If there are many small risks (low likelihood/low impact) and a few big risks (high likelihood/high impact), it may be sensible to manage the small risks in a single containment plan and a single contingency plan. This will enable the programme’s management to concentrate on preparing the plans for the big risks.

 

7.4.8 Implement Responses

All prevention, containment or mitigation activities must be adequately completed to have effect. Accordingly, they will need to be included in programme and project plans and their completion monitored in the same way as other programme and project activities.

 

7.4.9 Review

Throughout the life of the programme, risk exposures will change as circumstances change and existing plans for managing them may become irrelevant or inefficient. New risks may emerge, old risks may disappear and risks may change in terms of likelihood and impact. If properly managed, some of the changes may be advantageous.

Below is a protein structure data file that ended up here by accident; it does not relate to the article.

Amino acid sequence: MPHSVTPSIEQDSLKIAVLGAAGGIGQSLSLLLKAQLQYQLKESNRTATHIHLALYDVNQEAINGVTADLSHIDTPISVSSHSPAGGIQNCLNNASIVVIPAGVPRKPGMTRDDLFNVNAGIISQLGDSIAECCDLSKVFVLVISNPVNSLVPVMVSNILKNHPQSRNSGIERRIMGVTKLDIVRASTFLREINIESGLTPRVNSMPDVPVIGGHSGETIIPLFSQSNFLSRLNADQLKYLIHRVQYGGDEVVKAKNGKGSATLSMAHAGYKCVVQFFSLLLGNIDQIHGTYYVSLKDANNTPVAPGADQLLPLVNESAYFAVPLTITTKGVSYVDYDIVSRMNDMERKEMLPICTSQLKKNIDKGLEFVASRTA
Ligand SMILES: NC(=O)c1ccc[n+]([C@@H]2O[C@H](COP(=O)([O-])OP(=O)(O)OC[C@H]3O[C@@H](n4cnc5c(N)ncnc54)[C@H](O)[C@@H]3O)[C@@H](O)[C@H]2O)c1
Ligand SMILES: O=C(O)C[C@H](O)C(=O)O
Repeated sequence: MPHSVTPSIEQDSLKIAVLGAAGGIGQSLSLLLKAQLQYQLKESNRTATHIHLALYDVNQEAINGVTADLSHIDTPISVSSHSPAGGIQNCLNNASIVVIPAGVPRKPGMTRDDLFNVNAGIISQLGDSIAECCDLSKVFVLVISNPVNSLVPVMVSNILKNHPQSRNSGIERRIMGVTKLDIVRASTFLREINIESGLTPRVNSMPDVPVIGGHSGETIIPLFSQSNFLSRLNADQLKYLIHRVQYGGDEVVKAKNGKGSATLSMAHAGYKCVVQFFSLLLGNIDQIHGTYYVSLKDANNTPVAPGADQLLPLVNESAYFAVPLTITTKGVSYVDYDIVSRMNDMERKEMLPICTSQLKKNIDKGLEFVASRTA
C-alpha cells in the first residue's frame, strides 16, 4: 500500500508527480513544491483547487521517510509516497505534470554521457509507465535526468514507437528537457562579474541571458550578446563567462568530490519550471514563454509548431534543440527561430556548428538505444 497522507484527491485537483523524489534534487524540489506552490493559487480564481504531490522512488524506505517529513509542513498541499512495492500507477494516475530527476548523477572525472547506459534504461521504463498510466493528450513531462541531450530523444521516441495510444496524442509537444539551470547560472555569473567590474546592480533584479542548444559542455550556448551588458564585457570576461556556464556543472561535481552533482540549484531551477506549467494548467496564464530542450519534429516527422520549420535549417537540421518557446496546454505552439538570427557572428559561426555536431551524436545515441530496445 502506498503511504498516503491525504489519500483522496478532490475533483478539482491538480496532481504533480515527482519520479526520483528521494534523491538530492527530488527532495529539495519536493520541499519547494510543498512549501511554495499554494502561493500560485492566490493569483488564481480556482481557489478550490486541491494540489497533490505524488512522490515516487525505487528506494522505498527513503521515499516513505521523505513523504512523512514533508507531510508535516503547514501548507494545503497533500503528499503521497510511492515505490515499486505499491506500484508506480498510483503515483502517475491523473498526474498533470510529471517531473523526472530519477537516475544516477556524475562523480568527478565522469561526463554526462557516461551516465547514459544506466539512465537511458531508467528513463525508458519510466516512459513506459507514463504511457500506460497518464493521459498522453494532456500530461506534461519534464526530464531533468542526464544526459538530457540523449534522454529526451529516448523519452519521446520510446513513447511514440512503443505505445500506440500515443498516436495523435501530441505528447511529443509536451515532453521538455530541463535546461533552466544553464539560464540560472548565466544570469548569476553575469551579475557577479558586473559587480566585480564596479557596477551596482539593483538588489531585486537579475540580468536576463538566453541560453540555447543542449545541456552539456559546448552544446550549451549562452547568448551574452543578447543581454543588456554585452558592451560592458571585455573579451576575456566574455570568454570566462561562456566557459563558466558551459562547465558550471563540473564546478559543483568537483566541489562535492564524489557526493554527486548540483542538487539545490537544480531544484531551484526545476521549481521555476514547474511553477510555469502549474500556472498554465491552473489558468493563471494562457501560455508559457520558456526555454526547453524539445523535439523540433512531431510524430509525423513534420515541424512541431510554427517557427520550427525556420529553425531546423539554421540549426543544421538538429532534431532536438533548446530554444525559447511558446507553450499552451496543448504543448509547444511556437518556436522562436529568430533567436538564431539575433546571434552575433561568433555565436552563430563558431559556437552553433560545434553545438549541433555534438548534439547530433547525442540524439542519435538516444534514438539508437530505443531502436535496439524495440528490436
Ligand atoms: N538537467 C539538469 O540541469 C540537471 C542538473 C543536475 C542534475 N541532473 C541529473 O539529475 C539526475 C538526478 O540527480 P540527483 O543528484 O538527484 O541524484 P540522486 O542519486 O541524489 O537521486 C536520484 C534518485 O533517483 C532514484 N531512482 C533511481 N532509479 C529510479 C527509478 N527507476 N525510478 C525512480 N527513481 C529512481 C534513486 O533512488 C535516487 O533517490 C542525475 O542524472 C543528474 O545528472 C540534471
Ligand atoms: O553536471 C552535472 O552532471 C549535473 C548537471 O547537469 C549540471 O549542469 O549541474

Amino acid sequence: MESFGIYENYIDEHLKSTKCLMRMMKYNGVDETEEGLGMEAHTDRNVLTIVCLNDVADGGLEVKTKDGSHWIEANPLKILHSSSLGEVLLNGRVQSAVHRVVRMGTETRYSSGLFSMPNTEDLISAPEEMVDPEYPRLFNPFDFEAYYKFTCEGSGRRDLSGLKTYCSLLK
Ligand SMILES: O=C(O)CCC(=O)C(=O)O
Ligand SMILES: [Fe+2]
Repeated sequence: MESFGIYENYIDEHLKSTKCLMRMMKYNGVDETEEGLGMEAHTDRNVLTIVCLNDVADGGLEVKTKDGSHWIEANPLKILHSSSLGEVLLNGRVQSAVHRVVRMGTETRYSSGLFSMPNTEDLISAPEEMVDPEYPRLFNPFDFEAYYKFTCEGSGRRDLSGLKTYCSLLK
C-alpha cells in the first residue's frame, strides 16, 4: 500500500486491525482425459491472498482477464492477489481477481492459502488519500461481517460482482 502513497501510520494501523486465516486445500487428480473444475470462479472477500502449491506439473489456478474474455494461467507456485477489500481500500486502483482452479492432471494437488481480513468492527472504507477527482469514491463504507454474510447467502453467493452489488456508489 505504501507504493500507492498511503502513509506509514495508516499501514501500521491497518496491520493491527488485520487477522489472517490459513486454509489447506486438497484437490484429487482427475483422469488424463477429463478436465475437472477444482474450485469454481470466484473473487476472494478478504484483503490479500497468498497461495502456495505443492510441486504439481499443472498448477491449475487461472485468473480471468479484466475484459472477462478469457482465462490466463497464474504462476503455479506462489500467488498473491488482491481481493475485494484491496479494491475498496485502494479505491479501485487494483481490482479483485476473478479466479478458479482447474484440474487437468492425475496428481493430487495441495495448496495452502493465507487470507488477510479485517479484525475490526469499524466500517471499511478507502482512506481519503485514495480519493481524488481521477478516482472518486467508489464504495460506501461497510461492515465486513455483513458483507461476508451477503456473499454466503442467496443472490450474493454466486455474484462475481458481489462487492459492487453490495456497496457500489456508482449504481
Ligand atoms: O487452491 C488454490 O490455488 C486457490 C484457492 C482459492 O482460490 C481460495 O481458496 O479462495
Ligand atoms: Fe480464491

Typical sources of change are:

  • Timescales: The timing may have changed, in particular the start and end dates.

  • Requirements: The customer requirements may have changed.

  • Terms and conditions and service level agreements: The detailed terms and conditions or service level agreements for doing the work agreed during programme initiation may have changed the risk.

  • Suppliers: Suppliers may have ‘upgraded’ their offerings or may now offer alternatives with better performance and/or price.

  • Non-customer agreements: Agreements with contractors, and so on, may no longer reflect the final contract, in particular quotations may no longer be valid.

  • Staffing: Staff available to the programme management team may have changed or be more expensive.

  • Knowledge: Research may have provided a better understand of technical risks.

 

Because of such changes, it is necessary to review the risk registers at regular intervals and revise them appropriately. The stages in your review of risks are:

  1. Review and update the risk register: What changes are needed to the risk assessments and their associated containment plans and contingency plans?